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House Committee Open to Compromise on Future of Residential TTF Agreements

September 22, 2010 —  Members of the House Committee on Transportation and Infrastructure appeared receptive to EAA's proposed compromise regarding the future of residential through the fence (TTF) agreements on public-use airports at a hearing Wednesday, September 22. Residential TTF agreements are made between an airport sponsor (city, county, or municipality) and an individual who owns land adjacent to an airport, providing the landowner and his/her aircraft access to the airport. Those opposing TTF agreements, including the FAA, claim they create incompatible land use near airports that can constrain future airport development.

Last year in a proposed revision to the FAA Airport Compliance Manual, the FAA sought to eliminate all residential TTF agreements, prompting many objections from the aviation community, including EAA and other organizations. FAA recently revised the proposed manual to allow current agreements to stand pending review while barring future ones.

Catherine M. Lang, FAA acting Associate Administrator of Airports, while generally opposed to TTF agreements, testified that she was very interested in getting the TTF policy right for the long-term, and sought further input from associations, including EAA and AOPA, regarding changes to the proposed policy.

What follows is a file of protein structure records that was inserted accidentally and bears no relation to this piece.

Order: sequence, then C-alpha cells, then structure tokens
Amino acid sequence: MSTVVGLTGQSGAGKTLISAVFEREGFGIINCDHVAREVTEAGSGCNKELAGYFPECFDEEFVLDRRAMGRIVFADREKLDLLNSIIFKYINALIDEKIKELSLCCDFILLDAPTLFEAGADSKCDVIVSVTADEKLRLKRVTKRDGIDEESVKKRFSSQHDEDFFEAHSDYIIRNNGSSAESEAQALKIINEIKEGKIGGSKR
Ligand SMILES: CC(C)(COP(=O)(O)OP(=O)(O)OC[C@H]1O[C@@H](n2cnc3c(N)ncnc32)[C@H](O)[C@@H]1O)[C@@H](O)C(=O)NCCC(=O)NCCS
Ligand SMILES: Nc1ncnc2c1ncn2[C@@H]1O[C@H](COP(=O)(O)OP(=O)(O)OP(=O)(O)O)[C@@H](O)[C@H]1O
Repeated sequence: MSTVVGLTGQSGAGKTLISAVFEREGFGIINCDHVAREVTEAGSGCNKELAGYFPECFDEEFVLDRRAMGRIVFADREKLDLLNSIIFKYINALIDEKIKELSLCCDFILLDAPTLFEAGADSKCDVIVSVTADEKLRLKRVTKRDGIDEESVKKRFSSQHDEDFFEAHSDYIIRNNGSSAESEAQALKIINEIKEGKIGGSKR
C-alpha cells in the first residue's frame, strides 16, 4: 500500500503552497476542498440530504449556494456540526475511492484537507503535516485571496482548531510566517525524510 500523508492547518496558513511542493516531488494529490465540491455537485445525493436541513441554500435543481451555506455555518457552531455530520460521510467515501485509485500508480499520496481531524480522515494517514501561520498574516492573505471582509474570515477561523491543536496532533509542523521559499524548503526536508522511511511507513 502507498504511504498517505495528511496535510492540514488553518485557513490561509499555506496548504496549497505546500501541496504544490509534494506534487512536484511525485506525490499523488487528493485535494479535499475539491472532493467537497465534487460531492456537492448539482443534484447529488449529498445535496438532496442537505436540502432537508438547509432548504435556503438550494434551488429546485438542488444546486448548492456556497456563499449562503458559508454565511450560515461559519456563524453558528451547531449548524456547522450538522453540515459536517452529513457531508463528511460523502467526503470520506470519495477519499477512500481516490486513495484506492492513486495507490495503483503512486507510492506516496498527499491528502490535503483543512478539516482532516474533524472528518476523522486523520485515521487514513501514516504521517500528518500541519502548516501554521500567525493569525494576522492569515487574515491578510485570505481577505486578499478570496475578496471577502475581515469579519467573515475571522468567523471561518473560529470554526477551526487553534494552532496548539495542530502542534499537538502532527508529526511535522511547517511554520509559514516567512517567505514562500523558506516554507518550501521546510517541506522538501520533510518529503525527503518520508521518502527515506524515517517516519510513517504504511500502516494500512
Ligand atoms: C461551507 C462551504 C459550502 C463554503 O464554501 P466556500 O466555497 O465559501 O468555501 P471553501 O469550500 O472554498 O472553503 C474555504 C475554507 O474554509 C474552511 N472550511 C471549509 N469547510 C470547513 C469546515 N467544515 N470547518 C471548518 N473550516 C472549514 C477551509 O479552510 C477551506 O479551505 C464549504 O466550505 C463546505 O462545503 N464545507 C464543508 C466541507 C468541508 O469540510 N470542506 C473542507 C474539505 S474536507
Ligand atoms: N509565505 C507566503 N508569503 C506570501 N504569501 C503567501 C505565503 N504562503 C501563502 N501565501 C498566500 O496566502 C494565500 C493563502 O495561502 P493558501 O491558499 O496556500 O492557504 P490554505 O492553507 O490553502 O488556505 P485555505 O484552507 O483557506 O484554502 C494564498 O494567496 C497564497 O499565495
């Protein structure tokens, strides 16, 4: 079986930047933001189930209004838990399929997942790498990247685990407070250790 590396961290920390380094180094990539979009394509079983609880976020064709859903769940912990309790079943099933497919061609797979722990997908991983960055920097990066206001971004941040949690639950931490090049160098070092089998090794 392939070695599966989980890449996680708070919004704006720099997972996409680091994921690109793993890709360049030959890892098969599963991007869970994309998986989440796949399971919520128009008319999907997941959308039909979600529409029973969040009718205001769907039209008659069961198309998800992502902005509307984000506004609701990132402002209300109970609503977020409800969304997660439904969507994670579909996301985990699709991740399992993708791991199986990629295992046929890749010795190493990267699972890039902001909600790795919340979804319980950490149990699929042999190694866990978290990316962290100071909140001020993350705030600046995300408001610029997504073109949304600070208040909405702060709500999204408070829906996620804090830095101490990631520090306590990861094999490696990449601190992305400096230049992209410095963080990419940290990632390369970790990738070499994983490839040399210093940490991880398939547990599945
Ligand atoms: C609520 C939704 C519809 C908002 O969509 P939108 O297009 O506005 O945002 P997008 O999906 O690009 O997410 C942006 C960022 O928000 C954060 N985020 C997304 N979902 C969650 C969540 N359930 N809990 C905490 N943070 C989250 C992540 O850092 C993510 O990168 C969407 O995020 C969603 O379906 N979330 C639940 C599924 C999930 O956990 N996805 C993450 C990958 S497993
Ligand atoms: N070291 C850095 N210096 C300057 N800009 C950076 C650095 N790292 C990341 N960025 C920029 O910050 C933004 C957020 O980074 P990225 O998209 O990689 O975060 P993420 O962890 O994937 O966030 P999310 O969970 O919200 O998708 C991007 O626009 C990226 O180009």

“The overall committee comments centered on developing a policy that takes permits through-the-fence agreements while into account the uniqueness of each general aviation airport and the economic, safety, and security issues affecting each facility,” said Randy Hansen, EAA government relations director. “Ms. Lang acknowledged this uniqueness, and expressed interest in getting the adjacent residential Through-the-Fence policy right for the long-term.”

In March this year, EAA formed a residential TTF working group that developed and submitted to the FAA recommended standards to address the unique residential TTF access issues facing airports. Many of these same standards were adopted in the FAA proposed policy for existing TTF agreements but were not extended to future agreements.

“EAA will now review the standards proposed in the FAA’s draft policy and the comments made during this committee hearing with the intent of developing a national standard for new and existing adjacent residential TTF access agreements,” Hansen said. "It is important that we balance the interests of private landowners desiring access to the airport with the need for appropriate safety and security standards while also maintaining the utility of the airport for the long term." EAA will submit its suggestions to the FAA by October 25, 2010.

It was interesting to note that during the Wednesday hearing, two state airport officials testified with opposite viewpoints on the issue. Mitch Swecker, State Airports Manager, Oregon Department of Aviation, told the committee that residential TTF agreements are a valuable contributor to the aviation community there.